Even after my first week I knew that I was going to have to really step up and work harder than I ever have before in my life. Though that sounds exhausting, and it is, having such a rigorous course schedule makes it even more satisfying when you look at your results and realize how far you've come. That moment when you're finally able to turn in that research paper, or nail that combination you've been working on for weeks, or being able to belt out that high note you never even knew you could reach. Hard work and dedication to your craft is important in order to improve and become a better performer, and making the most out of a conservatory-style education can be key to succeeding not only as a working actor, but as an artist. So, even though you may feel like a corpse walking to your 8 AM Jazz class, it'll all be worth it when you can finally hit that double pirouette.

3. Your Time Is Now

I was raised in a small town in the heart of the American south called Little Rock, Arkansas. Growing up it was pretty typical to point out the monotony in our everyday lives; people get up, go to work, come home...and don't do much else. It used to drive me crazy, sitting at home doing nothing when I knew that there was a whole world waiting for me out there. It was especially frustrating because, like many southern towns, there were very few performing arts opportunities besides high school productions. I felt like I was wasting the potential that I knew I had, like I was a big fish being squished into a tiny bowl. I believe a lot of people my age, not just performers, feel this way. Since many of us lost our high school years to the coronavirus pandemic, many young people worry that their life is passing them by far too quickly and that they're getting lost in the shuffle.

When I was presented with the opportunity to go to college in New York City, I was faced with the reality that, even though I love the city and am fairly confident in my abilities as a performer, I was taking a huge risk. Some people spend their whole lives working towards a successful career in the big apple, and who was I to think that I could do any better than them? A serious case of impostor syndrome if I've ever seen one. I anxiously waited for the first day of class, worried that somehow me moving would be a mistake that I would regret forever. But, it wasn't until I first stepped onto the streets as an official New Yorker, as my new reality set in, I realized...I could do this. A calming sense of determination came over me as I came to the understanding that the only person who didn't support my ambitions, the only person who was telling me that I was going to mess it all up, the only person who didn't have faith in my abilities - was myself. I had been waiting my whole life to escape that restless feeling and to go out into the world and make a name for myself, and if there was any time to do that, it had to be now.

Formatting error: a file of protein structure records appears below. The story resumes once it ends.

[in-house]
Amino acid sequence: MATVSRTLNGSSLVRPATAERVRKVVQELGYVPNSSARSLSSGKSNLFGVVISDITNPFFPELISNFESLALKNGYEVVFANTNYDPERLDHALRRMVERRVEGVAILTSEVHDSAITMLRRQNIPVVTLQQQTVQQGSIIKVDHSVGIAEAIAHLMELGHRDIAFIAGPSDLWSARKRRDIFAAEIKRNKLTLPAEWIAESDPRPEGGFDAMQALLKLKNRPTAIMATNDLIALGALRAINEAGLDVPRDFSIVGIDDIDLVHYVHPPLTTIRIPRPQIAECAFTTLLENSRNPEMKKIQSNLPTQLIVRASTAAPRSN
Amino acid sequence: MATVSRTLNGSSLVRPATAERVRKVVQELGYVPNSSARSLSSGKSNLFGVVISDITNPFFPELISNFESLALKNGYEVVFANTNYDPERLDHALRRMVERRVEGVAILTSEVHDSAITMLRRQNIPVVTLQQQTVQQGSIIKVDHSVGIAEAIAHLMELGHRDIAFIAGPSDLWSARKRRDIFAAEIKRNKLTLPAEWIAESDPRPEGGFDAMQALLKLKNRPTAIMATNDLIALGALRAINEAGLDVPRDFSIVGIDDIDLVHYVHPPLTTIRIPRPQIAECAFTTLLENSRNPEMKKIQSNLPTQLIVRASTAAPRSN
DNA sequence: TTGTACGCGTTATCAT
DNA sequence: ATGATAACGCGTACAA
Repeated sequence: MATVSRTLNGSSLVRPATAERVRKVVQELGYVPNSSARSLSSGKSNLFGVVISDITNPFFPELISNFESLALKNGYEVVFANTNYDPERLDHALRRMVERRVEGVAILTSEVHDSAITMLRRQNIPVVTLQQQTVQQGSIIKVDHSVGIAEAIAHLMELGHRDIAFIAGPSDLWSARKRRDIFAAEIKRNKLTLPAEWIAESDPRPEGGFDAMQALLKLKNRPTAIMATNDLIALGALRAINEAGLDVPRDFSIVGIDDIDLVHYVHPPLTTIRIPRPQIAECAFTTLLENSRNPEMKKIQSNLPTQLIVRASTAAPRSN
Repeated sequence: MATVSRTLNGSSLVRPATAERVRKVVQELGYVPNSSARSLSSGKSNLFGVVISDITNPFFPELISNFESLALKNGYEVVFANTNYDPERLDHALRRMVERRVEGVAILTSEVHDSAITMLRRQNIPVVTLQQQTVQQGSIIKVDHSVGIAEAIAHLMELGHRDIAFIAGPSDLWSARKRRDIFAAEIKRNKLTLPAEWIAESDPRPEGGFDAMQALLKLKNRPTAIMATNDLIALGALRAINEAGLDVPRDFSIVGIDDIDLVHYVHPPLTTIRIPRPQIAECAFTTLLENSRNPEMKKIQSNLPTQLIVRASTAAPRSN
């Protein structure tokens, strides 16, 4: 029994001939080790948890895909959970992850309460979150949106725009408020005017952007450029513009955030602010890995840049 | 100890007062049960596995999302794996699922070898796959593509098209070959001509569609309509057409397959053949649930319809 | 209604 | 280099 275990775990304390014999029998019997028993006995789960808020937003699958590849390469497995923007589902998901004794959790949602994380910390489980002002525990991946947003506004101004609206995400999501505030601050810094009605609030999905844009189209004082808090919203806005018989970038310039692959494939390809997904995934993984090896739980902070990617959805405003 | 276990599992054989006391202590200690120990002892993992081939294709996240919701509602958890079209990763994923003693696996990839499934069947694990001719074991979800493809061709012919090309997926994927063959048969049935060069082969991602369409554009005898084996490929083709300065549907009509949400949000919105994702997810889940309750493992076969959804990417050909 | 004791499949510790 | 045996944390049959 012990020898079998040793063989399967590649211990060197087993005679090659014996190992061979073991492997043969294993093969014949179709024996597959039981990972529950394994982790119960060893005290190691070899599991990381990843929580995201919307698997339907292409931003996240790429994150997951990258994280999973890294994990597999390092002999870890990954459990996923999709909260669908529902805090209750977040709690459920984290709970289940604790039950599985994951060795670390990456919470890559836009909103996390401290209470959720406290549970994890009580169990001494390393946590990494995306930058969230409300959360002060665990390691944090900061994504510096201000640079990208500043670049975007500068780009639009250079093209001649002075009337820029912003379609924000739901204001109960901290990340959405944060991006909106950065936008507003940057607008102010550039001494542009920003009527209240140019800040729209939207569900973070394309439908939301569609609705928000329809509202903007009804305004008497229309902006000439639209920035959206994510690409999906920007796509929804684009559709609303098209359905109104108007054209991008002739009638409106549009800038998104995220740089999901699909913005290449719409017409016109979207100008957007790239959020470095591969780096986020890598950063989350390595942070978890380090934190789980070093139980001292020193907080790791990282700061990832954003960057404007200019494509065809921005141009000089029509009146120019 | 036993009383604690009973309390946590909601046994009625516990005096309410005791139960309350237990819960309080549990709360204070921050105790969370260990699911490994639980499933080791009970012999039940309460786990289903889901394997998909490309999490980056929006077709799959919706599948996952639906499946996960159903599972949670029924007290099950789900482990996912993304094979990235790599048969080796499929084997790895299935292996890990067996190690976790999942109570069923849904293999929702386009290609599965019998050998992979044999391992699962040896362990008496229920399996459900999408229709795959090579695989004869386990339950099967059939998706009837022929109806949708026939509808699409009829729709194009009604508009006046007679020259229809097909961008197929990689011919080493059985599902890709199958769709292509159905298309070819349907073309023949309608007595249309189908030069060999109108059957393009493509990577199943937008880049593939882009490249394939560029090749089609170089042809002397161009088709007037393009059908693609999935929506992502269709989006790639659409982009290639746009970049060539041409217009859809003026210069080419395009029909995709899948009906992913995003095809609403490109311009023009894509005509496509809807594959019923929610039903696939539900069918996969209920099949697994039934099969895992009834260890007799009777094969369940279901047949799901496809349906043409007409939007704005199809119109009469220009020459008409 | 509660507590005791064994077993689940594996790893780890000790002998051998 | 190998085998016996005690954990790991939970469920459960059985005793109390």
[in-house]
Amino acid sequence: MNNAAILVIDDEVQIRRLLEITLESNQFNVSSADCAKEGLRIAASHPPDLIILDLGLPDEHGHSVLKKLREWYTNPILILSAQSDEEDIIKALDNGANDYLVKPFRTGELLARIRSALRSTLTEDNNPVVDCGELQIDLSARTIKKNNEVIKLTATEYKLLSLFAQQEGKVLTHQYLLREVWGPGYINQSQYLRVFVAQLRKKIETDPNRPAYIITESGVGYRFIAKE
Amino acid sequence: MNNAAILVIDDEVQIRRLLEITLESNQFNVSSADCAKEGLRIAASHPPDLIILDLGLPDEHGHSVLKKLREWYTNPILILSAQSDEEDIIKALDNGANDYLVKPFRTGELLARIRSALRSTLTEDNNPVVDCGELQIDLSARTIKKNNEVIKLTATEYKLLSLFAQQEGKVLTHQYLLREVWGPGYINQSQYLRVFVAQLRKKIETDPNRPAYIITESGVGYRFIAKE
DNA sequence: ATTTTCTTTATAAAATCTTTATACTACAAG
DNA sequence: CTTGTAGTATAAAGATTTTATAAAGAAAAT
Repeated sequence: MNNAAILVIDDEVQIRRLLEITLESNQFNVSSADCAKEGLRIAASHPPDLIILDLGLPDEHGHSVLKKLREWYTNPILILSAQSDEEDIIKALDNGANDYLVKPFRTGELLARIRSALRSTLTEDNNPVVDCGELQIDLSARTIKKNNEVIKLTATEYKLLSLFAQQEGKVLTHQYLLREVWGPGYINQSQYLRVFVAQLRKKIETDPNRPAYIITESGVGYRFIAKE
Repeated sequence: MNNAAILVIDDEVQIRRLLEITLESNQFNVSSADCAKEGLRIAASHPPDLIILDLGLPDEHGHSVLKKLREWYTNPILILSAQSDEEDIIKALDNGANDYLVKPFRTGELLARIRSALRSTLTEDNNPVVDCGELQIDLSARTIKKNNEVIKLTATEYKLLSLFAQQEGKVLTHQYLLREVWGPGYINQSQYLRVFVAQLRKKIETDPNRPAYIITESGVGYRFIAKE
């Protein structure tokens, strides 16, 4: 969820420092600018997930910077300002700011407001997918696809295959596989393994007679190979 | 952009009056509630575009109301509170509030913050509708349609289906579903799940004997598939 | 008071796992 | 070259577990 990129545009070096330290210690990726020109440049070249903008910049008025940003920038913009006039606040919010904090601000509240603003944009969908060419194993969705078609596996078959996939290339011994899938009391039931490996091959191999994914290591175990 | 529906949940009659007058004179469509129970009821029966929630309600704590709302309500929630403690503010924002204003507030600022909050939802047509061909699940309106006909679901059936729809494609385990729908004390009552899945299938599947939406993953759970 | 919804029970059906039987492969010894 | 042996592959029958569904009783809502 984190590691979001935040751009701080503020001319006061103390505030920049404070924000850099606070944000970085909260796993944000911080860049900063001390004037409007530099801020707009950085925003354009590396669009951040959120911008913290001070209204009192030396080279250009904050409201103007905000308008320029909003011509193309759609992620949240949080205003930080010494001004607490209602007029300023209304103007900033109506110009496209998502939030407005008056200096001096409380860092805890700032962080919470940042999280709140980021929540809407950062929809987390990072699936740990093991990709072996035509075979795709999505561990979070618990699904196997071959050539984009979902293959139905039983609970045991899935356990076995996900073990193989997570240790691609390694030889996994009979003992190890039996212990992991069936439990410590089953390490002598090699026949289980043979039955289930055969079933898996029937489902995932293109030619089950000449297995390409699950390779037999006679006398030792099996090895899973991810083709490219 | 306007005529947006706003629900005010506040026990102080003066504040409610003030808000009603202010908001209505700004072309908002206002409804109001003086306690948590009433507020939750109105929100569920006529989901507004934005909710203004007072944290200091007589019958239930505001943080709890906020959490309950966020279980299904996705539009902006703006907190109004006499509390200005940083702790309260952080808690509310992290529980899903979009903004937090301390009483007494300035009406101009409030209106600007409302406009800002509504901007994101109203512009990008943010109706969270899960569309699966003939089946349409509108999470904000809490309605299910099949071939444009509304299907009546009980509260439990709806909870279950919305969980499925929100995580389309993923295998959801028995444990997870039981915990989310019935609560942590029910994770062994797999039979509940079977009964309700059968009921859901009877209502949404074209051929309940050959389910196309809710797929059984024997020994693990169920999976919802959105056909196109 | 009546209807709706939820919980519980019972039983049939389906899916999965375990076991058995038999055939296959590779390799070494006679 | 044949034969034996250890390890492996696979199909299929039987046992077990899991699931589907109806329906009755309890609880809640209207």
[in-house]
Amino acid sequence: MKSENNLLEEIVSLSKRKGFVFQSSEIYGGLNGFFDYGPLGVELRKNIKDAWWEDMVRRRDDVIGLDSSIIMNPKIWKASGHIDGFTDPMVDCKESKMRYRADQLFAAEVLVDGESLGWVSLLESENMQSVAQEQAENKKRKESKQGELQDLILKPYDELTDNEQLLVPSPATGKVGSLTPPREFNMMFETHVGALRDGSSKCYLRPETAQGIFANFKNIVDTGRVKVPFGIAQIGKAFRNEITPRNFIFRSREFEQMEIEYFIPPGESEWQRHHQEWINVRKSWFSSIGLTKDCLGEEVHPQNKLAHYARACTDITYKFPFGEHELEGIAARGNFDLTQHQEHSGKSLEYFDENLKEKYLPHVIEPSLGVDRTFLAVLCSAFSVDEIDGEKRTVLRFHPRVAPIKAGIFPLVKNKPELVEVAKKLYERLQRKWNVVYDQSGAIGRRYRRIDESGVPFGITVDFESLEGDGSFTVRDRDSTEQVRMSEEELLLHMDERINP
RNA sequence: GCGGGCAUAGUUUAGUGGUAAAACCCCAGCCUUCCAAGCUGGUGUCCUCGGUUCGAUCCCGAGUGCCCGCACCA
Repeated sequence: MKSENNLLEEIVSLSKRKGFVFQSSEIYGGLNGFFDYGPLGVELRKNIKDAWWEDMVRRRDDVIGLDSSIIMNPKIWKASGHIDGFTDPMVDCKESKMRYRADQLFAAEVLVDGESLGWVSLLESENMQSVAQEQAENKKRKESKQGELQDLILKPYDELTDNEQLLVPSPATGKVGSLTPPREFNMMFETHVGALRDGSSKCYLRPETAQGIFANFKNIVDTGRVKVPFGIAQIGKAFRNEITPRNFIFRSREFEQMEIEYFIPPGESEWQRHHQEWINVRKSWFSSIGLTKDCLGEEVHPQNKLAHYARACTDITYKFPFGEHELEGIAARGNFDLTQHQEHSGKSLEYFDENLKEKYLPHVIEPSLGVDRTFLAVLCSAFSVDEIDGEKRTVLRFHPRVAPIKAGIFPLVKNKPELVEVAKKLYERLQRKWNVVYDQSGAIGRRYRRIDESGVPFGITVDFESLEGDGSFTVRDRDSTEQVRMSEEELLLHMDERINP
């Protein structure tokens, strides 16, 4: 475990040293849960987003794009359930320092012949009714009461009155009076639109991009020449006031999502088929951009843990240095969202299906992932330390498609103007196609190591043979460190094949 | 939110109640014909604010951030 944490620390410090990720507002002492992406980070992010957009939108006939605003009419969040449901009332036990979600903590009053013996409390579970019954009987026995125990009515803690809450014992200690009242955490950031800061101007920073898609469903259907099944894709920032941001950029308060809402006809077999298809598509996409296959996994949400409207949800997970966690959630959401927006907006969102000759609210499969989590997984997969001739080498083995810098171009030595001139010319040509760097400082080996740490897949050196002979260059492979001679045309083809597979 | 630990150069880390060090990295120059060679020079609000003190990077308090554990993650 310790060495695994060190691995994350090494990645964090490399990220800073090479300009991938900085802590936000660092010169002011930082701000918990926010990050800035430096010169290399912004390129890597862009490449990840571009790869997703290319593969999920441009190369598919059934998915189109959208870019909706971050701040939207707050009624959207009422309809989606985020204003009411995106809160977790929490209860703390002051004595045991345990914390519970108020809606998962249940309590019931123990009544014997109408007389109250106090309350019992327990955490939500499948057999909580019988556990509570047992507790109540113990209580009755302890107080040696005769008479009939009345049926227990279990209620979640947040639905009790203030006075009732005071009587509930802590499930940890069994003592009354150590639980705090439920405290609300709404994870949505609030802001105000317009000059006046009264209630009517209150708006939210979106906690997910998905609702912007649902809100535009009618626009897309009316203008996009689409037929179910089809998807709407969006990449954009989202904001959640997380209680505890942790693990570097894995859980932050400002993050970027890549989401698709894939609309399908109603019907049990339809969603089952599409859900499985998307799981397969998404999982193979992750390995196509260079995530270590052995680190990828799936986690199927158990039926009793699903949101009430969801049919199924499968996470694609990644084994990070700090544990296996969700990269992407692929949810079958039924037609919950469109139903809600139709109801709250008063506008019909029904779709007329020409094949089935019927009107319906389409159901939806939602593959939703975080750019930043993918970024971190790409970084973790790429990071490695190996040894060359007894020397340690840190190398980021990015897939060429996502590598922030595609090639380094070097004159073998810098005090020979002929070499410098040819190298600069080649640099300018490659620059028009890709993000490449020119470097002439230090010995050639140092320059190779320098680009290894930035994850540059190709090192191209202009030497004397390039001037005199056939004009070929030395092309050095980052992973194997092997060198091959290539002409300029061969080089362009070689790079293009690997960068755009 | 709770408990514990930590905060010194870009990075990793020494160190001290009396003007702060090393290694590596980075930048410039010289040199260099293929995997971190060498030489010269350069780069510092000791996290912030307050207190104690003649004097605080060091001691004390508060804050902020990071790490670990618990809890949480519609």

In conclusion, moving to New York City and starting school at one of the most demanding musical theatre conservatories in the country is exhausting, exciting, and has me eagerly asking myself "How can I become the person I want to be?". It's cheesy, I know. The idea that if you just work hard enough and believe in yourself, you can somehow achieve what feels impossible. But honestly, it wouldn't be so widely spread if there wasn't some truth to it right? Sometimes, you truly just need to leap into life and figure things out as you go. It may be nerve wracking and frustrating, but nothing that's worth pursuing is really supposed to be easy right?

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From This Author Student Blogger: Sarah Tennille